A Paris court has found U.S. Internet giant Google guilty of violating copyright by digitising books and putting extracts online, following a legal challenge by major French publishers.

The court ruled against Google's French unit after the La Martiniere group, which controls the highbrow Editions du Seuil publishing house, argued that publishers and authors were losing out in the latest stage of the digital revolution.

Google was ordered to pay 300,000 euros ($431,700) in damages and interest, far less than the 15 million euro fine sought by plaintiffs. It must stop reproducing any copyrighted material by French publishers it has not struck deals with.

The popular search engine announced it would appeal, but Friday's ruling will be enforced immediately pending any further court action.

“We believe giving online users access to very short extracts from works is in line with copyright,” Google lawyer Benjamin du Chauffaut said. “French online users will be the only ones deprived of a great part of their literary heritage.”

Shares in Google were up 2.24 percent at $596.19 by 1615 GMT. An executive said they would need to study the ruling before being able to comment on the business impact.

La Martiniere, the French Publishers' Association and authors' groups SGDL had argued that Google was exploiting that heritage, and called scanning an act of reproduction.

“Even if we can't undo the process of digitalisation, this means they cannot use any of the digitised material any more,” Yann Colin, lawyer for La Martiniere told Reuters.

The publishing houses accused Google of scanning the books free of charge, letting users browse the content for free, reaping revenues from advertisers but not adequately compensating the creators and original publishers of the works.

Philippe Colombet, head of partnerships for Google Books in France, could not give details on how many books might be affected, though he pointed out in a conference call that French was one of the most widely used languages on the Internet.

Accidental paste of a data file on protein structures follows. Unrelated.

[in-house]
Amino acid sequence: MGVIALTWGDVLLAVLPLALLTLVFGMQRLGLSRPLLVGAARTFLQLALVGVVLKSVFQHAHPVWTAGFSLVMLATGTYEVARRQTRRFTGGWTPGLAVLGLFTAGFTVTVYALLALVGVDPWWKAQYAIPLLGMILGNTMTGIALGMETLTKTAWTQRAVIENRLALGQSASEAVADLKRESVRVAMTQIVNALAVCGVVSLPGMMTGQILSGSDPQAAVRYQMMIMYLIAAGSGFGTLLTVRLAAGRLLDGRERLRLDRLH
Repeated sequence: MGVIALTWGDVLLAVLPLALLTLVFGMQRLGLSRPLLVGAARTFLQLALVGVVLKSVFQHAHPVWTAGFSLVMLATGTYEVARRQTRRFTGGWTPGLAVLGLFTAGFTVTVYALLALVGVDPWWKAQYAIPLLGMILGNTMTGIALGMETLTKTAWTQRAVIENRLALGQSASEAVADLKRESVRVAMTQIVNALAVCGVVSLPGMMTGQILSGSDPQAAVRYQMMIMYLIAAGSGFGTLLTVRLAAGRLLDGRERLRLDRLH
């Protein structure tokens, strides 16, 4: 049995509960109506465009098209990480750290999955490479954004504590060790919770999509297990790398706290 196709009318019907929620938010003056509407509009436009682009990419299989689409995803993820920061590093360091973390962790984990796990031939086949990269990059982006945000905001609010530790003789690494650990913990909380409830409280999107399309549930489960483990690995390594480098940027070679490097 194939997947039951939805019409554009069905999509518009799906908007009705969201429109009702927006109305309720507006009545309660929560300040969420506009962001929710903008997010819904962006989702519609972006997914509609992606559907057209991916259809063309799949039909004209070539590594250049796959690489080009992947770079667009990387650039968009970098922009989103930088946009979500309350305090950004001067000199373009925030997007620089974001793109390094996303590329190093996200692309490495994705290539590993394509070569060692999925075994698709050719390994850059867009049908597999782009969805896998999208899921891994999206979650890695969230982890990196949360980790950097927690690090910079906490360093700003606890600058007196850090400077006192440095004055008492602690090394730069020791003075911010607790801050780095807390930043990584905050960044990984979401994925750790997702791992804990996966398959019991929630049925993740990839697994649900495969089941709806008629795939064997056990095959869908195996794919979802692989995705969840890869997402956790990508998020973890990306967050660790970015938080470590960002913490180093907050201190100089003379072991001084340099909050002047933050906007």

“More than ever, we're determined to collaborate with editors in all commercial areas,” he said.

As electronic readers gain popularity and online libraries expand, companies and governments are keen to learn from the mistakes that the film and music businesses made when their content moved online.

French politicians including President Nicolas Sarkozy have been particularly vocal, pushing for a broader public digitisation programme that would be partly funded through a big national loan.

Google has so far scanned 10 million books through partnerships with libraries. It displays searchable snippets of books in copyright and whole texts of out-of-copyright works.

“Google Books gives access to a greater number of works and therefore contributes to marketing,” lawyer du Chauffaut said.

The project has been praised for breathing new life into out-of-print works but has attracted more than one lawsuit for scanning books without permission from rights holders.

Google recently reached a settlement in the United States after lengthy negotiations with authors and publishers led by the U.S. Authors Guild who had sued it.

The settlement, which includes measures to track down and compensate authors, covers books published in North America, Britain and Australia, and any books registered with the U.S. Copyright Office. It has yet to be approved by a U.S. court.